What's New ? - 2020

What's New ? - 2020

San Francisco antibiotic use in food animals, Ordinance reporting year 2018

17 March, 2020

In 2017, the San Francisco Board of Supervisors passed the Antibiotic Use in Food Animals Ordinance (Ordinance) to address one of the most pressing public health issues today - antibiotic resistance. Yet there is no federal mandate for the livestock industry to track the use of medically important antibiotics. San Francisco's Ordinance is the first local law of its kind in the United States to increase transparency about how antibiotics are used in the livestock industry. Under the Ordinance, chain grocers operating in San Francisco (defined as grocers with 25 or more stores anywhere) must report to the San Francisco Department of the Environment about the antibiotic use policies and practices of the producers of the raw meat and poultry they sell. This is the first report under the Ordinance and provides information about meat and poultry sold in San Francisco in calendar year 2018.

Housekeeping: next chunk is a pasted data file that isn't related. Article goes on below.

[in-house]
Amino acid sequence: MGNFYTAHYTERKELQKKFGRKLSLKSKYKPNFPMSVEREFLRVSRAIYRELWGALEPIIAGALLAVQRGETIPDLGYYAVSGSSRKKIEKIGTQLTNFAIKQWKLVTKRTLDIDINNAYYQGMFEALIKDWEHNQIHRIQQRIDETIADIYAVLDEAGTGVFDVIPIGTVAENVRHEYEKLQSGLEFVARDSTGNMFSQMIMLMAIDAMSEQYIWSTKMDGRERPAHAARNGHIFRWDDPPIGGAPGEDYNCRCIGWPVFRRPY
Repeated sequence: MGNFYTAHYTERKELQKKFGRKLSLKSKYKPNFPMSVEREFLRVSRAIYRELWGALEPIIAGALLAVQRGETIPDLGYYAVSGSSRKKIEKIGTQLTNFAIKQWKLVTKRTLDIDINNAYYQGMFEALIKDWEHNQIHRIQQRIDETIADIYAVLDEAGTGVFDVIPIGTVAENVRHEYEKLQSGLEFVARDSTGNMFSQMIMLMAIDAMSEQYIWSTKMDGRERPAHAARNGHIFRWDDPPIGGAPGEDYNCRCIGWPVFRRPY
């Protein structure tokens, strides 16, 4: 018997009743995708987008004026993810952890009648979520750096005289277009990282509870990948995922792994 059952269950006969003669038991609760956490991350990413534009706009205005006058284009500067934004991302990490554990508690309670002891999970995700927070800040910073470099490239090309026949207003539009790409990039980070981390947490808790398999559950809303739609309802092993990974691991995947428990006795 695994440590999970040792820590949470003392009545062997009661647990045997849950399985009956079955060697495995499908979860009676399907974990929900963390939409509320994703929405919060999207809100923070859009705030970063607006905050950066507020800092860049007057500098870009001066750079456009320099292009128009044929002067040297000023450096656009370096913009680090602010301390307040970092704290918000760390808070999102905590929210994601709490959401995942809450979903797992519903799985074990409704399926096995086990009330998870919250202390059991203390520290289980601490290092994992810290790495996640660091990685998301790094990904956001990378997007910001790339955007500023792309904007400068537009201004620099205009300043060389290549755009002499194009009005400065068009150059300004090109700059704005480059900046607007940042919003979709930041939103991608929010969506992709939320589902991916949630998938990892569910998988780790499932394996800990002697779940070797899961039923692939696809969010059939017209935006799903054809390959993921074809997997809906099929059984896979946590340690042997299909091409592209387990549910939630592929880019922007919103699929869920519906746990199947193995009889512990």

Highlighted Findings: In 2018, ten grocery chains, representing more than 100 individual retail grocery stores in San Francisco, were required to report antibiotic use policies and practices for almost 350 reported meat and poultry products sold in San Francisco. In general, grocers sought to comply with the Ordinance and asked producers in their supply chains for antibiotic use policies and data; however, relatively few producers provided full data. Many producers provided policy-level information about their use of antibiotics, but did not provide numeric data about antibiotic use. Poultry (chicken and turkey) producers provided the highest level of transparency regarding their use of antibiotics, far higher levels of transparency than the beef, lamb and pork sectors. 

Related Links
Link The report